On Sunday 4 March the Clickimin Centre played host to the highlight (or the main one – there were so many) of the Royal Scottish National Orchestra’s visit to Shetland this past weekend, the Sunday Symphony.
I’m told the big games hall can seat 750 people, and there’s no doubt it was packed out. Whether the attraction was witnessing a once-in-a-generation event, or the music of two giants of 19th and 20th century composition, or the collaboration of an acknowledged master of the Shetland fiddle with the orchestra, and its collective power and variety of instruments at his disposal, or all of these together – we were in for a rare treat.
Benjamin Britten’s Four Sea Interludes were written to accompany his tragic opera Peter Grimes, a tale of violence and narrow-mindedness in a fishing village, and the unforgiving yet beautiful sea that provides its inhabitants’ living.
These interludes stand well on their own and are like tone poems of different aspects of the sea and the village. Dawn is deceptively calm, the sun rising over a gentle expanse of water; only later do you hear the underlying power of ocean waves reaching the shore.
Sunday Morning depicts the village preparing for church, whose repetitive bells have a slightly menacing insistence, while in Moonlight beams of light seem to glance off the water; at one point it’s as if a stone thrown in the pool disturbs the tranquility.
The concluding Storm is the sea in all its relentless fury of wind and wave, at times the brass section evoking the roar of a monster from the depths. Then even an apparent lull gives way to a final tsunami: perhaps the foundering of Peter Grimes’ boat, body and soul.
Chris Stout is deservedly well known locally and internationally, composing and playing with Fiddlers’ Bid and the harpist Catriona McKay, and brings ever more musical traditions into his repertoire. This, however, was his first arrangement for a symphony orchestra, not a one-off première, but a departure into a new realm: he was absent due to playing his new collaboration with Catriona, White Nights, with Symphony Nova Scotia.
After a slow and haunting traditional air on solo violin, taken up by the rest of the strings and a trumpet sounding incredibly like bagpipes, the 14 minute long Tingaholm moves into a quicker tempo which is maintained throughout, while variations on the theme are taken up by different orchestral sections and individual instruments.
The young Austrian guest conductor, David Danzmayr, describes it as “like an avalanche with more and more melodies intertwining with each other”. There is also the sense of revolving and expanding around the central motif of the Ting itself, a unity celebrating diversity.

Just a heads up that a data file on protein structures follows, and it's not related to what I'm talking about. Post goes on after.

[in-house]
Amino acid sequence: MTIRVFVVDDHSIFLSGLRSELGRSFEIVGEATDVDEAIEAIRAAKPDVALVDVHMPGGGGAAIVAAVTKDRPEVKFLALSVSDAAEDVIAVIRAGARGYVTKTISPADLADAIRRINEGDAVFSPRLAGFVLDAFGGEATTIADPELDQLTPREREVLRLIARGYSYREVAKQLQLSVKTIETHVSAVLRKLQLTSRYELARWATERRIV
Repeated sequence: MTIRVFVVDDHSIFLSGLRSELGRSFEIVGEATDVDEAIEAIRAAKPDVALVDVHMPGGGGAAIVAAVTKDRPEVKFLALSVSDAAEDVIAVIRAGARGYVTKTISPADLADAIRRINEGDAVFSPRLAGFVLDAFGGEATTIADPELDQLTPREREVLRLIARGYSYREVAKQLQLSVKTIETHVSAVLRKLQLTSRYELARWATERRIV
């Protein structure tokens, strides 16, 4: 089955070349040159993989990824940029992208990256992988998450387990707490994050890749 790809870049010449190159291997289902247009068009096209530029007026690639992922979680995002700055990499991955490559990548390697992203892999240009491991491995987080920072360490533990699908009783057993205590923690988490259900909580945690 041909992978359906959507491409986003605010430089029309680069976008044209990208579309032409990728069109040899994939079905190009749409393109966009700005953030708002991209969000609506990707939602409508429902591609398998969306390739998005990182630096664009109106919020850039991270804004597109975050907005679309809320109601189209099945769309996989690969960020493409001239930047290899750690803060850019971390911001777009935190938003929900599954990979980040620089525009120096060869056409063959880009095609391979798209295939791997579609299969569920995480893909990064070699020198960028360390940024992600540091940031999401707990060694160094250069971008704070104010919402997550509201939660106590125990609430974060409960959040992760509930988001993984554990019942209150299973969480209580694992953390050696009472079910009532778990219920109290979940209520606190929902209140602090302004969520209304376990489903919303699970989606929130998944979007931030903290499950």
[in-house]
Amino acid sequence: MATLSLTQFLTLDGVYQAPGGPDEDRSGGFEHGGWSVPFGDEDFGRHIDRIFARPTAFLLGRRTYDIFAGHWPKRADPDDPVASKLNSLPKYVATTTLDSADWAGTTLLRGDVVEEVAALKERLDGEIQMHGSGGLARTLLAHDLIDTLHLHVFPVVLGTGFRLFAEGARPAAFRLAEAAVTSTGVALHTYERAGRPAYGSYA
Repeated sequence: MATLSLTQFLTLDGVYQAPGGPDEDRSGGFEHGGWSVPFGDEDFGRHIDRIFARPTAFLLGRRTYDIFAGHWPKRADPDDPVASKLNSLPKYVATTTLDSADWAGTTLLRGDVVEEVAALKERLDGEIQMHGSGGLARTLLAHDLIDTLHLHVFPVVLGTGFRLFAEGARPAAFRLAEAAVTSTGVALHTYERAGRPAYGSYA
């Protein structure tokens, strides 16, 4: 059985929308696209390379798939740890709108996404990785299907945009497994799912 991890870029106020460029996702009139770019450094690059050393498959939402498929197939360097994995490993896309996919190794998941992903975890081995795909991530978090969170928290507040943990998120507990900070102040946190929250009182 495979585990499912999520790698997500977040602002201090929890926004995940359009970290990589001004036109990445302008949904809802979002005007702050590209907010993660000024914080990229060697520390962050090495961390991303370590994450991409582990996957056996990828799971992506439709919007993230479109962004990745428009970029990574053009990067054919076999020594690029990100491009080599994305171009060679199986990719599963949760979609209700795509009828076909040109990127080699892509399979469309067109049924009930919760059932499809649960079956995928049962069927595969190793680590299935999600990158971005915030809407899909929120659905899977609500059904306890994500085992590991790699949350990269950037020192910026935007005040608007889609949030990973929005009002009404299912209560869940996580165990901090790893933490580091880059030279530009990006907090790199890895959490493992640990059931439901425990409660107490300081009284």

With this formidable work, which was enthusiastically received by the capacity audience, Chris Stout has demonstrated yet more of his abundant abilities, and the commissioning of Tingaholm for this occasion by the RSNO was an opportunity amply rewarded.
The second half of the concert was devoted to another, earlier, composer of northern realms, Jean Sibelius. Well known for his nationalistic Finlandia and the Karelia Suite, his Symphony No. 1 marks an apotheosis of the romantic era of music.
The four movements are as full of intensity and contrast of both rhythm and melody as the finest work of Anton Bruckner, a romantic composer who influenced Sibelius.
Indeed at the end of the first movement, which moves from Andante ma non troppo to Allegro energico, one is left thinking: “Is that just the beginning?”
The second, swirling slow movement seems to have echoes of Russian music, and even in this Andante a storm is conjured up; the following short but powerful Scherzo has an almost demented conversation between the brass and woodwind sections. The Finale quasi una Fantasia takes up the opening theme and builds up majestically, again with changes in tempo, to an astounding climax, followed by two soft pizzicato chords.
Such a symphony must leave conductor, orchestra and attentive audience almost overwhelmed. It took a few moments for applause, vocal and from both hands and feet, to break out, and David Danzmayr had to return to the podium three times before it subsided, and even then it rose again as the musicians left the hall.
This was an evening not to be easily forgotten, and to be remembered with gratitude – for the best of reasons, and they really don’t need to be justified.
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